House of Terror Museum of Dictatorships in Budapest, Hungary

House of Terror (Terror Háza) shows the history, practices & tactics of dictatorships in Hungary. Shocking pictures, interior design and audio-visual effects that actually evoke those awful times – you won’t be left untouched. Some of the travelers called the exhibition ‘ingenious’ ‘must-see’ ‘moving’ while few called it ‘badly orchestrated’ ‘distasteful’ and seemed to have lacked more distance and simplicity in the way the ruthlessness was conveyed and re-presented.

As it is a shocking and controversial theme, have a look at the video at the bottom to decide if it’s suitable for your kids or not. On a subjective note, I wouldn’t recommend it for small children.

The exhibition of the abuse by Nazis, the Hungarian Arrow-Cross Party as well as Soviets is placed in the former headquarters of the Hungarian secret police on beautiful Andrassy avenue. See the Museum icon in the middle of the map below (yellow M icon for museums)
Address: Andrássy út 60., 1062 Budapest
Phone: 00-36-1-374-2600
Opening hours: Tue-Fri 9am-5pm, Sat-Sun 10am-6pm
Prices: 1500 HUF, Student & retired 750 HUF, on Sundays free for students & under 18s.

See the House of Terror location in the middle of the Budapest Tourist Map below (yellow M icon for museums):


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Here are some of the disturbing visual effects of the exhibition (not for kids, please), where dead people are rolled by a machine (Gypsies, Jewish, etc.):

Some of the things that you can expect – based on a visitor’s review on TripAdvisor:

walking into a room where some strange trance music overlaid with extracts from Hitler’s speeches played as you watched some extremely distressing footage from when the Nazi and Soviet regimes were in power, it seemed the sort of music only suitable for a Neo-Nazi underground meeting.

there is a room with a dummy sitting at the head of an empty dining table dressed in full military uniform with a face projected on to it… it was creepy and totally unnecessary. Then the room where a black car which was used by the AVH is illuminated from behind black curtains and the lift which played the video clip of a man describing in detail the execution of one of the prisoners. And all this combined with hearing the laughter of people from the café downstairs…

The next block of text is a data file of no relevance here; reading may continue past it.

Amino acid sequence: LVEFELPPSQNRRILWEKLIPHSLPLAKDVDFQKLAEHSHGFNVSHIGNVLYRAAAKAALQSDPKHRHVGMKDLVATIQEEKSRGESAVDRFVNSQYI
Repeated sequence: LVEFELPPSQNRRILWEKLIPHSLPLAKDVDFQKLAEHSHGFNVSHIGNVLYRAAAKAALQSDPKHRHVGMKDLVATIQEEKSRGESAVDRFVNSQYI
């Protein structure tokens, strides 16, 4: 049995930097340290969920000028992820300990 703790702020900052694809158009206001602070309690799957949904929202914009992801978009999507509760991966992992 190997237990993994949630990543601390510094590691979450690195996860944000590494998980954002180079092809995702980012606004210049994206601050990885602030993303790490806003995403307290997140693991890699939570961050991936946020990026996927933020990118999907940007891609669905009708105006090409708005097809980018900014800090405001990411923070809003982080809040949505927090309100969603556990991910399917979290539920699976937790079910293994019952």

If you are specifically interested in other communist historical traces in Budapest, check out the red flame map icons.

Are You a Bela Bartok Fan?

If you are a Bartok fan and you like time travel in a beautiful environment in the tranquil part of Budapest, you must see Bela Bartok’s house turned into a museum, now called the Bela Bartok Memorial House. The good thing is that it is more than a museum: in 1981, there was a concert hall established on the first floor by connecting the adjacent rooms and the staircase. The house itself was built in 1924.

Bela Bartok Memorial House Museum in Budapest

The museum will take you back in time on two levels: one on the civil level and the other on the folk art level. As you know Béla Bartók was one of those of handful of composers who took up his boots and went from village to village with now weird and cumber some equipment to collect original folk songs in the Carpathian-basin . Not only he, but also Zoltán Kodály. You can evoke Bela Bartok, as the museum site writes:

the man who wrote his masterpieces, the Sonata For Two Pianos, the Contrasts, the Divertimento for Paul Sacher and the Chamber Orchestra of Basel, and the Violin Concerto dedicated to Zoltán Székely in the middle of the thirties right here, in this tiny upstairs workroom, originally protected against the noise of the outer-world by cushioned doors.

Just listen to this lively and gentle re-interpretation of folk music! The title is Rumanian Folk Dances. In a true multicultural style, the piece is performed by the gypsy Rajkó Orchestra in the Jewish Synagogue in Budapest.

What’s more the museum is located in a beautiful green hilly part of Budapest on the Buda side. Here is the map locator:

Opening hours: 10 am to 5 pm (Tue- Sun) (Closed on Mondays)
Entrance fee: 800 HUF (or free with Budapest Card)
Getting here: Go to Moszkva tér by the red line metro. Then take the number five bus & get off at Pasaréti tér.


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More about upcoming Concerts on the Bartok Museum official site.